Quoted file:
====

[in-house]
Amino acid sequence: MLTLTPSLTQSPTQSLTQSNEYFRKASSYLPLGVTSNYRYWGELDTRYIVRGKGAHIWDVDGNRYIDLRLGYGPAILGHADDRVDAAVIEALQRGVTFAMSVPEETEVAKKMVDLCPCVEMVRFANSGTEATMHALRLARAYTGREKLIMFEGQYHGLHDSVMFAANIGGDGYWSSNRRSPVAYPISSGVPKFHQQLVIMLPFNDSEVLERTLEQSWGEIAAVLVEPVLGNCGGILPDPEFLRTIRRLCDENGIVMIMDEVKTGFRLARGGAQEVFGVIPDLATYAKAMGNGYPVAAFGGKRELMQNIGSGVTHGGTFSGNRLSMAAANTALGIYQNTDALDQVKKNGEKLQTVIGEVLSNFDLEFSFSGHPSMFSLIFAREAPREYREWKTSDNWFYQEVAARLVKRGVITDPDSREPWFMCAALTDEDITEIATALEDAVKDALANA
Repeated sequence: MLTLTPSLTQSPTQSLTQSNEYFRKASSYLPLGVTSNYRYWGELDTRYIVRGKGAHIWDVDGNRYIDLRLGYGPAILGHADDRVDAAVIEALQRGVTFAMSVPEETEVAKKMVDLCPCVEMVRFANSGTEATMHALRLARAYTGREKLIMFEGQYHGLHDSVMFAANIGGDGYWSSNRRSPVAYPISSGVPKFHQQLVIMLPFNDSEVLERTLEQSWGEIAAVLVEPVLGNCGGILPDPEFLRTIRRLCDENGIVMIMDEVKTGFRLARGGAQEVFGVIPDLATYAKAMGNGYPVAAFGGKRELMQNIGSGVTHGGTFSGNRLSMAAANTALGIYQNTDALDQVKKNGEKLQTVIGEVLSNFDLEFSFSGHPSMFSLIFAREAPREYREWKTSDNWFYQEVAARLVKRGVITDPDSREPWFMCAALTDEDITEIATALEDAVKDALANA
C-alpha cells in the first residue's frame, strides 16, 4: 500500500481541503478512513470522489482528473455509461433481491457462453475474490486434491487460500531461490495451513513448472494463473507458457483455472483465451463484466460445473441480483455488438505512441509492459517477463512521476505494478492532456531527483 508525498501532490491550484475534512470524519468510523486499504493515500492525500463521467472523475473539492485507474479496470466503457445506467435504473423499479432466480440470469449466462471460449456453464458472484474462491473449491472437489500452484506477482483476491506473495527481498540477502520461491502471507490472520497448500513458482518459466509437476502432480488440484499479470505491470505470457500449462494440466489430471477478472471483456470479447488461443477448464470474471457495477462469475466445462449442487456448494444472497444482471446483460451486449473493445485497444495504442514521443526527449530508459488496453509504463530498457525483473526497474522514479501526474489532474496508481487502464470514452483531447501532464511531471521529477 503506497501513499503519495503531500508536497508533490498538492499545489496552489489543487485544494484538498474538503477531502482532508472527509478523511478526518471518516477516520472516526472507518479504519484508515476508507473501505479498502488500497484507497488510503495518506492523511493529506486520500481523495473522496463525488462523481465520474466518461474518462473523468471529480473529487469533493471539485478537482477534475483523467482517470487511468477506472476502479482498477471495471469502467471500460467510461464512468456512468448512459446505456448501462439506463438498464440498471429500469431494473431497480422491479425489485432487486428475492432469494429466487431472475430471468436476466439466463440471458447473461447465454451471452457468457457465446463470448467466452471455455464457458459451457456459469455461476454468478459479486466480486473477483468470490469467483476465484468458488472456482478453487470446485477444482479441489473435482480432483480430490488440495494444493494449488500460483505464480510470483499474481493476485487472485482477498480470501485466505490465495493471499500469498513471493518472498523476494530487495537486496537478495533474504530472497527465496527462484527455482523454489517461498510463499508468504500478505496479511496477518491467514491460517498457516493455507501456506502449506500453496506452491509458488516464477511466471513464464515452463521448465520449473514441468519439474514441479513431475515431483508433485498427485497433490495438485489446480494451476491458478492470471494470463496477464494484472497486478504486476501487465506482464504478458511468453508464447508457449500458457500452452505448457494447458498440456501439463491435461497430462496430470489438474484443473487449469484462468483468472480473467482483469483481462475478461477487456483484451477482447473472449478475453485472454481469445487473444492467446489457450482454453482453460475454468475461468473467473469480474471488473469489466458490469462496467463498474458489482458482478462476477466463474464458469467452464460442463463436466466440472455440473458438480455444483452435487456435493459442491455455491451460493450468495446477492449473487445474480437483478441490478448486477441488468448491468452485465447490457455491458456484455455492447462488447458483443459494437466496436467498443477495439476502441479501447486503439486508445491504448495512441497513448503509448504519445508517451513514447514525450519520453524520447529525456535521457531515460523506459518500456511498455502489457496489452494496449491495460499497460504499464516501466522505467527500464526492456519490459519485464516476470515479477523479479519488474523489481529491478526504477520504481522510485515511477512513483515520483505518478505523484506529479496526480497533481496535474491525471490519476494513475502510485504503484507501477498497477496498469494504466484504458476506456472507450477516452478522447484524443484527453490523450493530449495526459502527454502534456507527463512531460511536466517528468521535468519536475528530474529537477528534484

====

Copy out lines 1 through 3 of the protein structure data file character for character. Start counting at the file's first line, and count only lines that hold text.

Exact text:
[in-house]
Amino acid sequence: MLTLTPSLTQSPTQSLTQSNEYFRKASSYLPLGVTSNYRYWGELDTRYIVRGKGAHIWDVDGNRYIDLRLGYGPAILGHADDRVDAAVIEALQRGVTFAMSVPEETEVAKKMVDLCPCVEMVRFANSGTEATMHALRLARAYTGREKLIMFEGQYHGLHDSVMFAANIGGDGYWSSNRRSPVAYPISSGVPKFHQQLVIMLPFNDSEVLERTLEQSWGEIAAVLVEPVLGNCGGILPDPEFLRTIRRLCDENGIVMIMDEVKTGFRLARGGAQEVFGVIPDLATYAKAMGNGYPVAAFGGKRELMQNIGSGVTHGGTFSGNRLSMAAANTALGIYQNTDALDQVKKNGEKLQTVIGEVLSNFDLEFSFSGHPSMFSLIFAREAPREYREWKTSDNWFYQEVAARLVKRGVITDPDSREPWFMCAALTDEDITEIATALEDAVKDALANA
Repeated sequence: MLTLTPSLTQSPTQSLTQSNEYFRKASSYLPLGVTSNYRYWGELDTRYIVRGKGAHIWDVDGNRYIDLRLGYGPAILGHADDRVDAAVIEALQRGVTFAMSVPEETEVAKKMVDLCPCVEMVRFANSGTEATMHALRLARAYTGREKLIMFEGQYHGLHDSVMFAANIGGDGYWSSNRRSPVAYPISSGVPKFHQQLVIMLPFNDSEVLERTLEQSWGEIAAVLVEPVLGNCGGILPDPEFLRTIRRLCDENGIVMIMDEVKTGFRLARGGAQEVFGVIPDLATYAKAMGNGYPVAAFGGKRELMQNIGSGVTHGGTFSGNRLSMAAANTALGIYQNTDALDQVKKNGEKLQTVIGEVLSNFDLEFSFSGHPSMFSLIFAREAPREYREWKTSDNWFYQEVAARLVKRGVITDPDSREPWFMCAALTDEDITEIATALEDAVKDALANA